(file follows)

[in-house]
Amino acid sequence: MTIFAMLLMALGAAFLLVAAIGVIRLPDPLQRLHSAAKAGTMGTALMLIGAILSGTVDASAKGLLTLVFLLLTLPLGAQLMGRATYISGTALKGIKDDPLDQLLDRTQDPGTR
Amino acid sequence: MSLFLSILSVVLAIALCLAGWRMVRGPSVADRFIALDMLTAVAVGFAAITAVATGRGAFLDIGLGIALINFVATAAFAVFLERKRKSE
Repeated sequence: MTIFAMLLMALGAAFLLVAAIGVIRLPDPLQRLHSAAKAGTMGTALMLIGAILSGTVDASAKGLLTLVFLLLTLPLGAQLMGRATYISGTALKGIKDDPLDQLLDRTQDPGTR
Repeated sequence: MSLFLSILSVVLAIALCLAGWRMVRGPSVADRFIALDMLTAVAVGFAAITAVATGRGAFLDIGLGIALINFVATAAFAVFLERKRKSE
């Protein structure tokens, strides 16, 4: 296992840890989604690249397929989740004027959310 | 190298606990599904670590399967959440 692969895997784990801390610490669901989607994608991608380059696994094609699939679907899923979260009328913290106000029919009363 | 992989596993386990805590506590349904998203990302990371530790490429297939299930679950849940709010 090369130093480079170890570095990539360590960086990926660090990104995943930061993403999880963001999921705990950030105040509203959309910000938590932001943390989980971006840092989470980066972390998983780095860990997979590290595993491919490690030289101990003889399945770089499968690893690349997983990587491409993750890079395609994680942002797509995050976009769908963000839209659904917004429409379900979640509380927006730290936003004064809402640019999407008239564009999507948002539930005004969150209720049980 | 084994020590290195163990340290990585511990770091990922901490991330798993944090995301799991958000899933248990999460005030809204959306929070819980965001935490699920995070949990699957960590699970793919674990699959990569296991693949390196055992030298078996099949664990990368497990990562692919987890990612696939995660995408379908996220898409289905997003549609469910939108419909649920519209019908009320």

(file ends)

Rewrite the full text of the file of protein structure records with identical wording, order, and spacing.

[in-house]
Amino acid sequence: MTIFAMLLMALGAAFLLVAAIGVIRLPDPLQRLHSAAKAGTMGTALMLIGAILSGTVDASAKGLLTLVFLLLTLPLGAQLMGRATYISGTALKGIKDDPLDQLLDRTQDPGTR
Amino acid sequence: MSLFLSILSVVLAIALCLAGWRMVRGPSVADRFIALDMLTAVAVGFAAITAVATGRGAFLDIGLGIALINFVATAAFAVFLERKRKSE
Repeated sequence: MTIFAMLLMALGAAFLLVAAIGVIRLPDPLQRLHSAAKAGTMGTALMLIGAILSGTVDASAKGLLTLVFLLLTLPLGAQLMGRATYISGTALKGIKDDPLDQLLDRTQDPGTR
Repeated sequence: MSLFLSILSVVLAIALCLAGWRMVRGPSVADRFIALDMLTAVAVGFAAITAVATGRGAFLDIGLGIALINFVATAAFAVFLERKRKSE
């Protein structure tokens, strides 16, 4: 296992840890989604690249397929989740004027959310 | 190298606990599904670590399967959440 692969895997784990801390610490669901989607994608991608380059696994094609699939679907899923979260009328913290106000029919009363 | 992989596993386990805590506590349904998203990302990371530790490429297939299930679950849940709010 090369130093480079170890570095990539360590960086990926660090990104995943930061993403999880963001999921705990950030105040509203959309910000938590932001943390989980971006840092989470980066972390998983780095860990997979590290595993491919490690030289101990003889399945770089499968690893690349997983990587491409993750890079395609994680942002797509995050976009769908963000839209659904917004429409379900979640509380927006730290936003004064809402640019999407008239564009999507948002539930005004969150209720049980 | 084994020590290195163990340290990585511990770091990922901490991330798993944090995301799991958000899933248990999460005030809204959306929070819980965001935490699920995070949990699957960590699970793919674990699959990569296991693949390196055992030298078996099949664990990368497990990562692919987890990612696939995660995408379908996220898409289905997003549609469910939108419909649920519209019908009320």